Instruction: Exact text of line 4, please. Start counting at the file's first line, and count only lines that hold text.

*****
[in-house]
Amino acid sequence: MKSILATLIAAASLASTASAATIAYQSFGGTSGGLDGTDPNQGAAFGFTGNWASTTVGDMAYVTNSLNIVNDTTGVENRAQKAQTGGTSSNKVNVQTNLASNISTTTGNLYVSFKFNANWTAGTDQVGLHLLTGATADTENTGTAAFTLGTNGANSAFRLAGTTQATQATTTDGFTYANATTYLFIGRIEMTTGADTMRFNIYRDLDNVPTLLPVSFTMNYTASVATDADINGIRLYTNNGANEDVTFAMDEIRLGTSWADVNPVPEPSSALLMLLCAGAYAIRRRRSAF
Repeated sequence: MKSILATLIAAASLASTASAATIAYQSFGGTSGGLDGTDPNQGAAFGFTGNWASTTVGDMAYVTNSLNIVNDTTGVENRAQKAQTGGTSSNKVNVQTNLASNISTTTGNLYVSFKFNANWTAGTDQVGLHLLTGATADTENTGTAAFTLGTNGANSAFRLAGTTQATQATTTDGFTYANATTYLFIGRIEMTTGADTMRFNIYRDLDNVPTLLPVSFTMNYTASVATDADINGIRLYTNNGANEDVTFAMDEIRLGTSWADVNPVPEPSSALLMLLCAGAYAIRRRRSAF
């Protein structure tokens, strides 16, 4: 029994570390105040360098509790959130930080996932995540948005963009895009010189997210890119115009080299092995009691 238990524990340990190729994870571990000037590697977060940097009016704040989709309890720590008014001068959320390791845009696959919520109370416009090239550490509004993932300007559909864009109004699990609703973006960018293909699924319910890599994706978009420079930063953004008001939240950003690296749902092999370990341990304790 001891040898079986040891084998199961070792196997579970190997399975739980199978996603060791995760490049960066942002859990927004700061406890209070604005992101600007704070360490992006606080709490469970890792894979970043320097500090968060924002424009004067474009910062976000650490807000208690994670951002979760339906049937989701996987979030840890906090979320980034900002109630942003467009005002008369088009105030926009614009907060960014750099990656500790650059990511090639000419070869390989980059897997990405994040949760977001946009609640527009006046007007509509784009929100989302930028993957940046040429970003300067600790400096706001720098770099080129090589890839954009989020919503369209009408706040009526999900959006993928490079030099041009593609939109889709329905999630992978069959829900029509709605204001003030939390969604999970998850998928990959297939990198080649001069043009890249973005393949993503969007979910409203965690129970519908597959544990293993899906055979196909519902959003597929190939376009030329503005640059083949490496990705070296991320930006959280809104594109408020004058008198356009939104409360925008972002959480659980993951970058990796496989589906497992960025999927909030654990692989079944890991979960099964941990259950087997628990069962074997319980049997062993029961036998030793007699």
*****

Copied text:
């Protein structure tokens, strides 16, 4: 029994570390105040360098509790959130930080996932995540948005963009895009010189997210890119115009080299092995009691 238990524990340990190729994870571990000037590697977060940097009016704040989709309890720590008014001068959320390791845009696959919520109370416009090239550490509004993932300007559909864009109004699990609703973006960018293909699924319910890599994706978009420079930063953004008001939240950003690296749902092999370990341990304790 001891040898079986040891084998199961070792196997579970190997399975739980199978996603060791995760490049960066942002859990927004700061406890209070604005992101600007704070360490992006606080709490469970890792894979970043320097500090968060924002424009004067474009910062976000650490807000208690994670951002979760339906049937989701996987979030840890906090979320980034900002109630942003467009005002008369088009105030926009614009907060960014750099990656500790650059990511090639000419070869390989980059897997990405994040949760977001946009609640527009006046007007509509784009929100989302930028993957940046040429970003300067600790400096706001720098770099080129090589890839954009989020919503369209009408706040009526999900959006993928490079030099041009593609939109889709329905999630992978069959829900029509709605204001003030939390969604999970998850998928990959297939990198080649001069043009890249973005393949993503969007979910409203965690129970519908597959544990293993899906055979196909519902959003597929190939376009030329503005640059083949490496990705070296991320930006959280809104594109408020004058008198356009939104409360925008972002959480659980993951970058990796496989589906497992960025999927909030654990692989079944890991979960099964941990259950087997628990069962074997319980049997062993029961036998030793007699």